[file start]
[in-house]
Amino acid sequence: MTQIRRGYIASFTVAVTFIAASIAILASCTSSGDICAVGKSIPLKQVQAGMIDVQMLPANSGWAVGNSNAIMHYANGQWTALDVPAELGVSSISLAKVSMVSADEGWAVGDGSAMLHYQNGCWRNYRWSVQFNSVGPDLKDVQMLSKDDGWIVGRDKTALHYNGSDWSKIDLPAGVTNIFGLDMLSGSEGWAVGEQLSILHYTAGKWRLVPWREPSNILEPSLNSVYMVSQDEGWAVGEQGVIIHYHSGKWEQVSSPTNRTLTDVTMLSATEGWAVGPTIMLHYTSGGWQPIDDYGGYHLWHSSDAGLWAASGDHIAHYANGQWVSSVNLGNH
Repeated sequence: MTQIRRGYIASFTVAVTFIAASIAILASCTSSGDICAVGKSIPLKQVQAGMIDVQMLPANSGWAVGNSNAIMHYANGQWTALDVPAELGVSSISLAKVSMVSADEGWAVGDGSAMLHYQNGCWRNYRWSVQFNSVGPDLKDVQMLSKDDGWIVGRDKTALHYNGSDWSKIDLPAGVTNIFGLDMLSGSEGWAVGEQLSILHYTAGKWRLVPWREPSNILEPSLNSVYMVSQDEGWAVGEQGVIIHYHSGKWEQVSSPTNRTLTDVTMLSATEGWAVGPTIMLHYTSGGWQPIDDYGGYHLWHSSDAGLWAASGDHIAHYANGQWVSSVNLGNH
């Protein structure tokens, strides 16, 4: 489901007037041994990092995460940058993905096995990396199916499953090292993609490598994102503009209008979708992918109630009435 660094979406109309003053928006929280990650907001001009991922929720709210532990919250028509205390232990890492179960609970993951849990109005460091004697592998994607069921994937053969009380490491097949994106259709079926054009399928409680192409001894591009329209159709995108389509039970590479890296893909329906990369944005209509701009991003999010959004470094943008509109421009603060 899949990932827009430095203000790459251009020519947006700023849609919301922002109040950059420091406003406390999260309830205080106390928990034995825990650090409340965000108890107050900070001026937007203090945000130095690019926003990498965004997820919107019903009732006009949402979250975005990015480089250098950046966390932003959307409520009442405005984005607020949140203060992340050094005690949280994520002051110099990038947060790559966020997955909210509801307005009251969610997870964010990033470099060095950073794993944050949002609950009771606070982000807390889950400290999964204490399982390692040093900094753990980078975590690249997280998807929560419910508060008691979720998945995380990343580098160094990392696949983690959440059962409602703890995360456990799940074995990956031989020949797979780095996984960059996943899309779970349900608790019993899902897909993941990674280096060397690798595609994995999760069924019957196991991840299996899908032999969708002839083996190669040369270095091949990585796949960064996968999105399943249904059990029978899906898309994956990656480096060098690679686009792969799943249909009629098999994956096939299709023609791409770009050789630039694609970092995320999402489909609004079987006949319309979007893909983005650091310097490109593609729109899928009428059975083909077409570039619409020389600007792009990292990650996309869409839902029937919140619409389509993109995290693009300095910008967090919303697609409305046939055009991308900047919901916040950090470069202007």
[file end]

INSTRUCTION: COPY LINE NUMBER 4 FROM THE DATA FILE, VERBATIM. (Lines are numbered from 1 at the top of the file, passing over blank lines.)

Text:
């Protein structure tokens, strides 16, 4: 489901007037041994990092995460940058993905096995990396199916499953090292993609490598994102503009209008979708992918109630009435 660094979406109309003053928006929280990650907001001009991922929720709210532990919250028509205390232990890492179960609970993951849990109005460091004697592998994607069921994937053969009380490491097949994106259709079926054009399928409680192409001894591009329209159709995108389509039970590479890296893909329906990369944005209509701009991003999010959004470094943008509109421009603060 899949990932827009430095203000790459251009020519947006700023849609919301922002109040950059420091406003406390999260309830205080106390928990034995825990650090409340965000108890107050900070001026937007203090945000130095690019926003990498965004997820919107019903009732006009949402979250975005990015480089250098950046966390932003959307409520009442405005984005607020949140203060992340050094005690949280994520002051110099990038947060790559966020997955909210509801307005009251969610997870964010990033470099060095950073794993944050949002609950009771606070982000807390889950400290999964204490399982390692040093900094753990980078975590690249997280998807929560419910508060008691979720998945995380990343580098160094990392696949983690959440059962409602703890995360456990799940074995990956031989020949797979780095996984960059996943899309779970349900608790019993899902897909993941990674280096060397690798595609994995999760069924019957196991991840299996899908032999969708002839083996190669040369270095091949990585796949960064996968999105399943249904059990029978899906898309994956990656480096060098690679686009792969799943249909009629098999994956096939299709023609791409770009050789630039694609970092995320999402489909609004079987006949319309979007893909983005650091310097490109593609729109899928009428059975083909077409570039619409020389600007792009990292990650996309869409839902029937919140619409389509993109995290693009300095910008967090919303697609409305046939055009991308900047919901916040950090470069202007």